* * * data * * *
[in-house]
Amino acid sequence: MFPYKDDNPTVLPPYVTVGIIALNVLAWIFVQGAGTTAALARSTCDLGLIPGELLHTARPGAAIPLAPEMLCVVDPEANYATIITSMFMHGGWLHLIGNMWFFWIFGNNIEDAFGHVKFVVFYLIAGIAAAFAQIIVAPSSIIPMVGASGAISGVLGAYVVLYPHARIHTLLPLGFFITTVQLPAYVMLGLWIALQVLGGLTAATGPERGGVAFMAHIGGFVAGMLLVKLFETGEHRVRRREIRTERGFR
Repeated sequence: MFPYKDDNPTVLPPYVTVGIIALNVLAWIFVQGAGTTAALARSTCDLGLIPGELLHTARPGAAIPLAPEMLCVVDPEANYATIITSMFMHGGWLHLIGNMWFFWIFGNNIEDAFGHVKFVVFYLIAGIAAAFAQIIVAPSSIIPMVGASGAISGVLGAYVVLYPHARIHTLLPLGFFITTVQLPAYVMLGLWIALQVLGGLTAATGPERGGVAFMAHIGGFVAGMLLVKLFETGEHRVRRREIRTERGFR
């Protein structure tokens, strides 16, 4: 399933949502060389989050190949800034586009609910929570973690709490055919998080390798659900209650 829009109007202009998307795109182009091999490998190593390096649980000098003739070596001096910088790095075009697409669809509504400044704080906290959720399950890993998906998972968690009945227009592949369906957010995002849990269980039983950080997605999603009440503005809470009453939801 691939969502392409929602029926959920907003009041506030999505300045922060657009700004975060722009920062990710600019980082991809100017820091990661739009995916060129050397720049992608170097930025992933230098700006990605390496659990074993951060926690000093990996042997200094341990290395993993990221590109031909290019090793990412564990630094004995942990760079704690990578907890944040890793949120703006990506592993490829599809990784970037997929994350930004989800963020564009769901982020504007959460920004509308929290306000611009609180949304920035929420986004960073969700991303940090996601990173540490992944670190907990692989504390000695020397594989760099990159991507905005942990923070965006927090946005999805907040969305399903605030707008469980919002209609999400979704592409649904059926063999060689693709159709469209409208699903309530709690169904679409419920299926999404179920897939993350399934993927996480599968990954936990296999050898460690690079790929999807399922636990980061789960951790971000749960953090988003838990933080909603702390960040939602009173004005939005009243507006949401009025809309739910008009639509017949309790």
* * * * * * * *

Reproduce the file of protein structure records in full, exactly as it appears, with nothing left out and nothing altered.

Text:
[in-house]
Amino acid sequence: MFPYKDDNPTVLPPYVTVGIIALNVLAWIFVQGAGTTAALARSTCDLGLIPGELLHTARPGAAIPLAPEMLCVVDPEANYATIITSMFMHGGWLHLIGNMWFFWIFGNNIEDAFGHVKFVVFYLIAGIAAAFAQIIVAPSSIIPMVGASGAISGVLGAYVVLYPHARIHTLLPLGFFITTVQLPAYVMLGLWIALQVLGGLTAATGPERGGVAFMAHIGGFVAGMLLVKLFETGEHRVRRREIRTERGFR
Repeated sequence: MFPYKDDNPTVLPPYVTVGIIALNVLAWIFVQGAGTTAALARSTCDLGLIPGELLHTARPGAAIPLAPEMLCVVDPEANYATIITSMFMHGGWLHLIGNMWFFWIFGNNIEDAFGHVKFVVFYLIAGIAAAFAQIIVAPSSIIPMVGASGAISGVLGAYVVLYPHARIHTLLPLGFFITTVQLPAYVMLGLWIALQVLGGLTAATGPERGGVAFMAHIGGFVAGMLLVKLFETGEHRVRRREIRTERGFR
């Protein structure tokens, strides 16, 4: 399933949502060389989050190949800034586009609910929570973690709490055919998080390798659900209650 829009109007202009998307795109182009091999490998190593390096649980000098003739070596001096910088790095075009697409669809509504400044704080906290959720399950890993998906998972968690009945227009592949369906957010995002849990269980039983950080997605999603009440503005809470009453939801 691939969502392409929602029926959920907003009041506030999505300045922060657009700004975060722009920062990710600019980082991809100017820091990661739009995916060129050397720049992608170097930025992933230098700006990605390496659990074993951060926690000093990996042997200094341990290395993993990221590109031909290019090793990412564990630094004995942990760079704690990578907890944040890793949120703006990506592993490829599809990784970037997929994350930004989800963020564009769901982020504007959460920004509308929290306000611009609180949304920035929420986004960073969700991303940090996601990173540490992944670190907990692989504390000695020397594989760099990159991507905005942990923070965006927090946005999805907040969305399903605030707008469980919002209609999400979704592409649904059926063999060689693709159709469209409208699903309530709690169904679409419920299926999404179920897939993350399934993927996480599968990954936990296999050898460690690079790929999807399922636990980061789960951790971000749960953090988003838990933080909603702390960040939602009173004005939005009243507006949401009025809309739910008009639509017949309790």